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26 Jan, 2024 12:32

Red Sea crisis could reignite inflation – media

Prolonged Houthi attacks on ships risk devastating effects on the global economy, according to OilPrice
Red Sea crisis could reignite inflation – media

Higher freight costs and delays in cargo deliveries amid the Red Sea crisis could drive up global inflation, according to an OilPrice report this week, citing analysts. 

The disruptions to global trade caused by continued Houthi attacks on vessels in the Red Sea have sent shockwaves through global supply chains. Analysts say the repercussions for traffic on the key trade route could continue for months, and ultimately result in a shortage of container ships, which are now using longer routes around the Cape of Good Hope in southern Africa.

“This will strain supply chains and could lead to higher end-product prices, which would fuel inflation just as central banks started to signal rate cuts are in the cards,” OilPrice wrote. Inflation and high interest rates remain a big concern as major economies, which defied predictions of a recession in 2023, could be hit with a downturn this year, experts say.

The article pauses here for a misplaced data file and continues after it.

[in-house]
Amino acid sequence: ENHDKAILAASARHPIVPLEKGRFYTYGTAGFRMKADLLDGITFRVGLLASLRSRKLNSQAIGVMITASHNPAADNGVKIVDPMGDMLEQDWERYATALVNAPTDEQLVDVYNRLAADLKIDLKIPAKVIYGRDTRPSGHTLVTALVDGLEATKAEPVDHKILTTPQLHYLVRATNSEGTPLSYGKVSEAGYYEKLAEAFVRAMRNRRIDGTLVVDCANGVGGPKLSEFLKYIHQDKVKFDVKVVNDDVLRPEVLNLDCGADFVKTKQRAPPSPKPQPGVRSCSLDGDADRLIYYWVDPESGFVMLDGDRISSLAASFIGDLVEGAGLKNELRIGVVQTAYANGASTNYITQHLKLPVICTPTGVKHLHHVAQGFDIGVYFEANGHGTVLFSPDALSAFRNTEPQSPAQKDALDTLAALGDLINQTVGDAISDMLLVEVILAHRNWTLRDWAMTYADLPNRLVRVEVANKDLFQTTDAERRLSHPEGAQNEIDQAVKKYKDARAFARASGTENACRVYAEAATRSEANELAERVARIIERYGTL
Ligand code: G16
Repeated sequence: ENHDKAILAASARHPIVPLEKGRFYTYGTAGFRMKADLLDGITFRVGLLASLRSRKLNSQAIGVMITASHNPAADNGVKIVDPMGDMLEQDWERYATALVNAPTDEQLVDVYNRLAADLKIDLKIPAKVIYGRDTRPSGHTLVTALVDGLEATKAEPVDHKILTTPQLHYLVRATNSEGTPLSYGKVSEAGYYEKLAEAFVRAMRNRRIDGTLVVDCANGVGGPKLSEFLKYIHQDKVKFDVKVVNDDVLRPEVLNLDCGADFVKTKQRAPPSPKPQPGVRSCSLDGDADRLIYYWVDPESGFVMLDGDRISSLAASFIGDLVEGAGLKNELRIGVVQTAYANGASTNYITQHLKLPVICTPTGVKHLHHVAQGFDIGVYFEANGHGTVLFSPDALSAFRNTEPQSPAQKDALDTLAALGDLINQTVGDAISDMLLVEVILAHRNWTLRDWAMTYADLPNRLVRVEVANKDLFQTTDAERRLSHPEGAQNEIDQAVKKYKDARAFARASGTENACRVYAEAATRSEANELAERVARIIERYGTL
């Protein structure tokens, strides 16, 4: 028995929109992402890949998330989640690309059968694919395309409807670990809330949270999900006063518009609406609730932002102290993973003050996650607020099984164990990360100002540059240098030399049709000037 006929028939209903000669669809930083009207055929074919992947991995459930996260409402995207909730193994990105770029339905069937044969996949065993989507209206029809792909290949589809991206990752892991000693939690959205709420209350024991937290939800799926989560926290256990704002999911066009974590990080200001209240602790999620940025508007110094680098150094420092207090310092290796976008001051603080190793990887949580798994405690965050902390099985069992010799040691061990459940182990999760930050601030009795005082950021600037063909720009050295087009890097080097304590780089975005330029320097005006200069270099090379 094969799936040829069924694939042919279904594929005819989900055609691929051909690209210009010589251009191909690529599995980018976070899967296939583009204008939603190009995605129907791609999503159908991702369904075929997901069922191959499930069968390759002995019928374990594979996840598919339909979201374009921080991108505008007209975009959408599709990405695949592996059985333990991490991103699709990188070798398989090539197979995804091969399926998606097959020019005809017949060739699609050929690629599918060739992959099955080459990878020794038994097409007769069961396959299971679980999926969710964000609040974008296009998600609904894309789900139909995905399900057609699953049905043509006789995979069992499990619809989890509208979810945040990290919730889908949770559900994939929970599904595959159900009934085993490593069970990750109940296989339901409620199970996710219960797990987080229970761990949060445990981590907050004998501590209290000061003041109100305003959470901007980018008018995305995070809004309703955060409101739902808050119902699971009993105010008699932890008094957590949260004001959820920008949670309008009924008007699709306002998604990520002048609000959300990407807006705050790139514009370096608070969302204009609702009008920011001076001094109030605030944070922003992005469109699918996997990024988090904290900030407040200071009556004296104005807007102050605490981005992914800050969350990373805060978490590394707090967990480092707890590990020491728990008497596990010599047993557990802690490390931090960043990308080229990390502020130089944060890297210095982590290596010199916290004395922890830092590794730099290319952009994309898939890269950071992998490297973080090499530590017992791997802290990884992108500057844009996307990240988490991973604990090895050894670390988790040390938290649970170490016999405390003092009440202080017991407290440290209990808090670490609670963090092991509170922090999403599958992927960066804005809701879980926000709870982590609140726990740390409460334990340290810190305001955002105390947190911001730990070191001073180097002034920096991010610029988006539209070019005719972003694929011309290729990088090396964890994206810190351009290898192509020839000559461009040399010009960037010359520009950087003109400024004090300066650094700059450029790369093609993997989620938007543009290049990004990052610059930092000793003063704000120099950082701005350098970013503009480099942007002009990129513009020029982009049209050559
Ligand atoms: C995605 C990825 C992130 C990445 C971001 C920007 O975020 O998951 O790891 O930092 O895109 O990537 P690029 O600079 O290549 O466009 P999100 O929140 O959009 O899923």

Central banks could maintain high interest rates for a longer period than currently expected amid the cost-of-living crisis faced by millions of households, according to OilPrice. Europe could be particularly vulnerable to inflation, considering that the Suez Canal is its key maritime trade route from Asia, it noted.

The Yemen-based Houthi rebels have carried out dozens of drone and missile attacks in the Red Sea since the beginning of the Israel-Hamas conflict in October. The militant group has vowed to continue until the hostilities end and the Israeli blockade of Gaza is lifted.

Maritime traffic through the vital sea route, which normally accounts for 15% of global commercial shipping, is down 37% so far in 2024 from a year ago, according to figures from the IMF.

For more stories on economy & finance visit RT’s business section